In the 14 weeks since Kraft went hostile, Takeover Panel rules have limited Todd Stitzer and the Cadbury senior management team to now-tired rhetoric around Kraft's "derisory offer".

On Monday day 32 in the rigidly timetabled takeover process the former lawyer began his defence. Rejecting a campaign "rooted in history or wrapped in the union flag", CEO Stitzer set out ambitious targets for Cadbury as a pure-play confectioner: higher margins, bigger dividends and more cash generation by 2013.

In a lengthy and detailed presentation, Stitzer offered investors the substance they had been waiting for. But the outcome, he insisted, involved a personal choice, too. "In my experience, it's people who create strategies and people who deliver results," he said, throwing down the gauntlet to Kraft CEO Irene Rosenfeld. "This decision is about deciding which team of people can deliver what they say they can deliver."

Asking shareholders to choose their favourite Todd or Irene might seem to over-simplify a decision that must also be based on whether the advantages of pureplay confectionery beat the cost savings of a Kraft/Cadbury merger but it does serve the purpose of drawing attention to the relative track record of Cadbury and Kraft's current management teams.

And the numbers look good for Stitzer. Between his promotion to CEO in May 2003 and the day before Kraft's bid went public, Cadbury shares rose 46.8%, outperforming a peer group of food-industry rivals, including Kraft, in the process.

By contrast, Kraft's shares were 3.9% lower than on the day Rosenfeld joined Kraft in June 2006. Cadbury shares fell 1.5% over the same period, meaning the performance gap has actually widened since she took the helm.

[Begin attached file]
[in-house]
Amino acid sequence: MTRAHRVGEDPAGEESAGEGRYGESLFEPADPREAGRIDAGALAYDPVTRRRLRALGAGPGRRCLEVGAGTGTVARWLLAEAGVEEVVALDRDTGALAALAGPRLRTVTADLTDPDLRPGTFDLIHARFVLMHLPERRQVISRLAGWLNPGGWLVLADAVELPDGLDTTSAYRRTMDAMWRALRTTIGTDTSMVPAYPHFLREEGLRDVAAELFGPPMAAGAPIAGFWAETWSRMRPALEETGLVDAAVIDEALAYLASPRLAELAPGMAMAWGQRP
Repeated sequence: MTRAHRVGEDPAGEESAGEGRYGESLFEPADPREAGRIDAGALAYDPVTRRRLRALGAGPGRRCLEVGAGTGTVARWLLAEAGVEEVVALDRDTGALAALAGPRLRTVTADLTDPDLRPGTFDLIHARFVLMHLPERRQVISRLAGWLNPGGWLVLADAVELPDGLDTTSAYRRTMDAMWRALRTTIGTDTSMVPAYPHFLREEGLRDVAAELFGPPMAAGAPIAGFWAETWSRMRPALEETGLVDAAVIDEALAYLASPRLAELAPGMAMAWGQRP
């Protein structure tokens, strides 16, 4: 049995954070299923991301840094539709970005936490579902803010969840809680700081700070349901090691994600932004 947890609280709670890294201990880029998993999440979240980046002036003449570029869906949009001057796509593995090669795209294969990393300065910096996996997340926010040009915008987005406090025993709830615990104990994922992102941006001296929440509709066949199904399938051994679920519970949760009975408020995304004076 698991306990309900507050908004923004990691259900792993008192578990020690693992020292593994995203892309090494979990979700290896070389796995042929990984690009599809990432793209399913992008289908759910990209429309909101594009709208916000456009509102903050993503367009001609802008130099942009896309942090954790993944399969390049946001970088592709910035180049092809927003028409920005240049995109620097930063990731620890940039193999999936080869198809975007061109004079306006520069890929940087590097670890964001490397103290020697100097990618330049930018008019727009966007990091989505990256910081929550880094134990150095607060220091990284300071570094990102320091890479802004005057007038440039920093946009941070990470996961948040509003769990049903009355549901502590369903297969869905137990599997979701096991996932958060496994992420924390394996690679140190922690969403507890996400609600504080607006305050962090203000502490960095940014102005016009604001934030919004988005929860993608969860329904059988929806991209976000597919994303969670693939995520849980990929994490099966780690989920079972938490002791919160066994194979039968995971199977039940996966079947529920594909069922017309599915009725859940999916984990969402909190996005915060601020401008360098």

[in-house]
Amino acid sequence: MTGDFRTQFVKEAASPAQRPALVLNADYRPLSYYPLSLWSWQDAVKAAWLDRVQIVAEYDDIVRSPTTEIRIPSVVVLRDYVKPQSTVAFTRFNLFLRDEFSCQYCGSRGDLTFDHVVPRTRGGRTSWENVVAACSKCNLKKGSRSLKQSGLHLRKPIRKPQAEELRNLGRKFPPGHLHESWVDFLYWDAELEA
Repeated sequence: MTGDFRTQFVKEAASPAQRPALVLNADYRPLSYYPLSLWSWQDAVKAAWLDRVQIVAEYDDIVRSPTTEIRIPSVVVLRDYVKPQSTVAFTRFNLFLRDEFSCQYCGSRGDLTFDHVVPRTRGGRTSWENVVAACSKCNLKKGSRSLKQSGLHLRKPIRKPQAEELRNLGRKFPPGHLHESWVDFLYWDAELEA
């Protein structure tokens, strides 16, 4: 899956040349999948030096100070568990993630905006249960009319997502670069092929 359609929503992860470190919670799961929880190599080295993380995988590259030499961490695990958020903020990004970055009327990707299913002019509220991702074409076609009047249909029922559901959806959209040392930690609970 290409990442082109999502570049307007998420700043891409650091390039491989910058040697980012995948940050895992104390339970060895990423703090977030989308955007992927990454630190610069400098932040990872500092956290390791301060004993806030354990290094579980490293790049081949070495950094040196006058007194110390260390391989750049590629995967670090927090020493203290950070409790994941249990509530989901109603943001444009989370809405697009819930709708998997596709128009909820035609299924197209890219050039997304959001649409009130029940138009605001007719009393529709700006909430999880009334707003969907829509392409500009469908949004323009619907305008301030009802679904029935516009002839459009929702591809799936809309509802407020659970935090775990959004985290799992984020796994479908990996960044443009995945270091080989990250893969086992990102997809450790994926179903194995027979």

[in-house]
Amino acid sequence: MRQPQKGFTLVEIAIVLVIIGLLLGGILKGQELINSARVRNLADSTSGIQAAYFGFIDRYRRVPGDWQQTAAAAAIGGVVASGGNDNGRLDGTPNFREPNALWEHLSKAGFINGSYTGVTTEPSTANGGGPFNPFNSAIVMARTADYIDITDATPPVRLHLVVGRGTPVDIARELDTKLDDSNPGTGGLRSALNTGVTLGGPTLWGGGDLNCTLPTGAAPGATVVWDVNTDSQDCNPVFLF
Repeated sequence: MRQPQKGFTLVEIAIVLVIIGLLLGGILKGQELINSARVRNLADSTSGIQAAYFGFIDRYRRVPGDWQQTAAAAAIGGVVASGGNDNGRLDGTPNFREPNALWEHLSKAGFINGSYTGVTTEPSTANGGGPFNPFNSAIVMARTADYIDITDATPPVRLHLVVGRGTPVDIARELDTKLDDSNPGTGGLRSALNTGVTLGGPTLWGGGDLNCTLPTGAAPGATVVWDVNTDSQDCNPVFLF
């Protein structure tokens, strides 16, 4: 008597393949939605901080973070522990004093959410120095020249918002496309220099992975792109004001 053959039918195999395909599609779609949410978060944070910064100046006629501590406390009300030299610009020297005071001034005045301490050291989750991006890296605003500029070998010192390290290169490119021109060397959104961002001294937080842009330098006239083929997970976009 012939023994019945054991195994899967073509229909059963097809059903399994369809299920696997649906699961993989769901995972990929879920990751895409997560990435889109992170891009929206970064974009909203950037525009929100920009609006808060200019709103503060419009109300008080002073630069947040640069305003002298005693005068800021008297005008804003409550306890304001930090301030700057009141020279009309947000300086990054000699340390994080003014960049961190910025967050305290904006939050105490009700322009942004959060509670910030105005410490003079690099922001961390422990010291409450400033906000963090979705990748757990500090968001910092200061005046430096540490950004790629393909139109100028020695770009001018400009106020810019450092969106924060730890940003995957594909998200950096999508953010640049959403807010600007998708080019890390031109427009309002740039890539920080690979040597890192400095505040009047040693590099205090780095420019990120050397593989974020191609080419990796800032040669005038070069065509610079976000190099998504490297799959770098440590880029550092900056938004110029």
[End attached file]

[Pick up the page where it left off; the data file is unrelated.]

Upgrading talent

Of course, Stitzer isn't just relying on his own counsel. He wheeled out several members of the senior global team for the investor presentations in London. And, in an exclusive interview with The Grocer this week, Stitzer also spoke of the substantial "upgrades" to the management in the past year as a result of the reorganisation of the business along global lines last year.

Cadbury appointed its first global procurement officer at the beginning of the year. Jean-Yves Rotté-Geoffroy, who joined from InBev, "has started to reorganise our procurement on a global basis," Stitzer explains. His appointment helped to emphasise the fact that while the cap-ex has been invested, much of the upside is still to come.

"Since the reorganisation, Cadbury has been globally negotiating its core input costs such as sugar, cocoa and milk. But further synergies have been identified. Flavours are currently bought from over 20 suppliers, £400m of packaging is bought from more than 100 companies and Cadbury's £70m IT support is supplied by global companies, but at local level. Why would you do that?"

Other new appointments include a new supply chain director, Tony Fernandez, who joined last year; Unilever's Stefan Bomhard, who joined as commercial director in July; and finance director Andrew Bonfield, who since his arrival in February has identified further cost savings. "We've been both replacing and upgrading talent," Stitzer says. "This gives good new input to help us procure in a more efficient way."

Stitzer is also looking for efficiency savings in the well-developed Western European markets, where growth prospects are relatively limited. He hints there is more scope to close factories.